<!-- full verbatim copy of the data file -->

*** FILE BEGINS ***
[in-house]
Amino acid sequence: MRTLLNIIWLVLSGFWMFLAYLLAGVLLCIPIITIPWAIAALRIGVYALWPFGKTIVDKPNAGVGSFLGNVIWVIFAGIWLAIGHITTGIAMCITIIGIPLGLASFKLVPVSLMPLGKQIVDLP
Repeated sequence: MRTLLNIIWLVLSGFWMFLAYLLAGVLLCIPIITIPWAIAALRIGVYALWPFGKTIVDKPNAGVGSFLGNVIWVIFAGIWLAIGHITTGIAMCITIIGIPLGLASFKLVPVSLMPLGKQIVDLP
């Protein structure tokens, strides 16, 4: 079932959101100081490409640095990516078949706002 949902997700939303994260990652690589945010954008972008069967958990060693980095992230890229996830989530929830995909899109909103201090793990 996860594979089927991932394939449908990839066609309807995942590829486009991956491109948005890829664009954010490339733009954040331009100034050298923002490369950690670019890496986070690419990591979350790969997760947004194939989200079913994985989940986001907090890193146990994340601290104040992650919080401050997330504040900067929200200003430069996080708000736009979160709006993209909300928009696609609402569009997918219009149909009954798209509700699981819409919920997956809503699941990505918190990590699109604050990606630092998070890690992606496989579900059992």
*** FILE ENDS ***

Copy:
[in-house]
Amino acid sequence: MRTLLNIIWLVLSGFWMFLAYLLAGVLLCIPIITIPWAIAALRIGVYALWPFGKTIVDKPNAGVGSFLGNVIWVIFAGIWLAIGHITTGIAMCITIIGIPLGLASFKLVPVSLMPLGKQIVDLP
Repeated sequence: MRTLLNIIWLVLSGFWMFLAYLLAGVLLCIPIITIPWAIAALRIGVYALWPFGKTIVDKPNAGVGSFLGNVIWVIFAGIWLAIGHITTGIAMCITIIGIPLGLASFKLVPVSLMPLGKQIVDLP
């Protein structure tokens, strides 16, 4: 079932959101100081490409640095990516078949706002 949902997700939303994260990652690589945010954008972008069967958990060693980095992230890229996830989530929830995909899109909103201090793990 996860594979089927991932394939449908990839066609309807995942590829486009991956491109948005890829664009954010490339733009954040331009100034050298923002490369950690670019890496986070690419990591979350790969997760947004194939989200079913994985989940986001907090890193146990994340601290104040992650919080401050997330504040900067929200200003430069996080708000736009979160709006993209909300928009696609609402569009997918219009149909009954798209509700699981819409919920997956809503699941990505918190990590699109604050990606630092998070890690992606496989579900059992």